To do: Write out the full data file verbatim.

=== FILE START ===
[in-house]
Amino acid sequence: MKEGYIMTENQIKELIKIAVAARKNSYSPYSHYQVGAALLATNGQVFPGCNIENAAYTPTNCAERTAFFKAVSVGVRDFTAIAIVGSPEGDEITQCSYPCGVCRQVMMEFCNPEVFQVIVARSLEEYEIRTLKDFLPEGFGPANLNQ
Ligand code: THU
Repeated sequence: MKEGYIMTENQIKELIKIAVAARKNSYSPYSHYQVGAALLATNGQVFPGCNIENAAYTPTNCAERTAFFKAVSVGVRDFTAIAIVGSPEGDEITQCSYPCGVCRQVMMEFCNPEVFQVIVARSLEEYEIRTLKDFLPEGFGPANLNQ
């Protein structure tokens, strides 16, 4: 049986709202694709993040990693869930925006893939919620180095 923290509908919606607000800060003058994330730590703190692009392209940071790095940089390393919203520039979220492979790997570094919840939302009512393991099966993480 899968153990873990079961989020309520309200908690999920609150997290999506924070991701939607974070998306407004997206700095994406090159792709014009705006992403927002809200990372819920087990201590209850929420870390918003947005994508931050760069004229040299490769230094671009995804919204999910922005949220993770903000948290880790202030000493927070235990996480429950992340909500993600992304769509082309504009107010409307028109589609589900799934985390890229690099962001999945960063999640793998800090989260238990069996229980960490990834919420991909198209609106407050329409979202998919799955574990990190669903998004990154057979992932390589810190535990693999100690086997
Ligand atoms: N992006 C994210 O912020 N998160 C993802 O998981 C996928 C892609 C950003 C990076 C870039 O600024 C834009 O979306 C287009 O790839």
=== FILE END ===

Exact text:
[in-house]
Amino acid sequence: MKEGYIMTENQIKELIKIAVAARKNSYSPYSHYQVGAALLATNGQVFPGCNIENAAYTPTNCAERTAFFKAVSVGVRDFTAIAIVGSPEGDEITQCSYPCGVCRQVMMEFCNPEVFQVIVARSLEEYEIRTLKDFLPEGFGPANLNQ
Ligand code: THU
Repeated sequence: MKEGYIMTENQIKELIKIAVAARKNSYSPYSHYQVGAALLATNGQVFPGCNIENAAYTPTNCAERTAFFKAVSVGVRDFTAIAIVGSPEGDEITQCSYPCGVCRQVMMEFCNPEVFQVIVARSLEEYEIRTLKDFLPEGFGPANLNQ
């Protein structure tokens, strides 16, 4: 049986709202694709993040990693869930925006893939919620180095 923290509908919606607000800060003058994330730590703190692009392209940071790095940089390393919203520039979220492979790997570094919840939302009512393991099966993480 899968153990873990079961989020309520309200908690999920609150997290999506924070991701939607974070998306407004997206700095994406090159792709014009705006992403927002809200990372819920087990201590209850929420870390918003947005994508931050760069004229040299490769230094671009995804919204999910922005949220993770903000948290880790202030000493927070235990996480429950992340909500993600992304769509082309504009107010409307028109589609589900799934985390890229690099962001999945960063999640793998800090989260238990069996229980960490990834919420991909198209609106407050329409979202998919799955574990990190669903998004990154057979992932390589810190535990693999100690086997
Ligand atoms: N992006 C994210 O912020 N998160 C993802 O998981 C996928 C892609 C950003 C990076 C870039 O600024 C834009 O979306 C287009 O790839």